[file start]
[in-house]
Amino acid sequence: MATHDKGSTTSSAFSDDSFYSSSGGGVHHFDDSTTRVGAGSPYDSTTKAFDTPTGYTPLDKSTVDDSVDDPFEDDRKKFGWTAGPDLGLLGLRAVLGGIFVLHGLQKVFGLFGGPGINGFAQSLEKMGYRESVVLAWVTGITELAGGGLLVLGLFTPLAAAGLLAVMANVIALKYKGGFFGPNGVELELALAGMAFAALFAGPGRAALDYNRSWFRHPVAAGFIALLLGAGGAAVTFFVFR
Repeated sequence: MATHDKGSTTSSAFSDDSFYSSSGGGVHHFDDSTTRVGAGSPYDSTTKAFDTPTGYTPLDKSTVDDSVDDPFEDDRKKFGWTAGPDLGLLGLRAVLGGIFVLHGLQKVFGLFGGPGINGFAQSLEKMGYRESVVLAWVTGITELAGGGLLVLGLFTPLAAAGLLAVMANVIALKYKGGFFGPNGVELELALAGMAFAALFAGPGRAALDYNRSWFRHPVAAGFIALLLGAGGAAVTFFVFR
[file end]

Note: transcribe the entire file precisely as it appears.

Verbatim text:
[in-house]
Amino acid sequence: MATHDKGSTTSSAFSDDSFYSSSGGGVHHFDDSTTRVGAGSPYDSTTKAFDTPTGYTPLDKSTVDDSVDDPFEDDRKKFGWTAGPDLGLLGLRAVLGGIFVLHGLQKVFGLFGGPGINGFAQSLEKMGYRESVVLAWVTGITELAGGGLLVLGLFTPLAAAGLLAVMANVIALKYKGGFFGPNGVELELALAGMAFAALFAGPGRAALDYNRSWFRHPVAAGFIALLLGAGGAAVTFFVFR
Repeated sequence: MATHDKGSTTSSAFSDDSFYSSSGGGVHHFDDSTTRVGAGSPYDSTTKAFDTPTGYTPLDKSTVDDSVDDPFEDDRKKFGWTAGPDLGLLGLRAVLGGIFVLHGLQKVFGLFGGPGINGFAQSLEKMGYRESVVLAWVTGITELAGGGLLVLGLFTPLAAAGLLAVMANVIALKYKGGFFGPNGVELELALAGMAFAALFAGPGRAALDYNRSWFRHPVAAGFIALLLGAGGAAVTFFVFR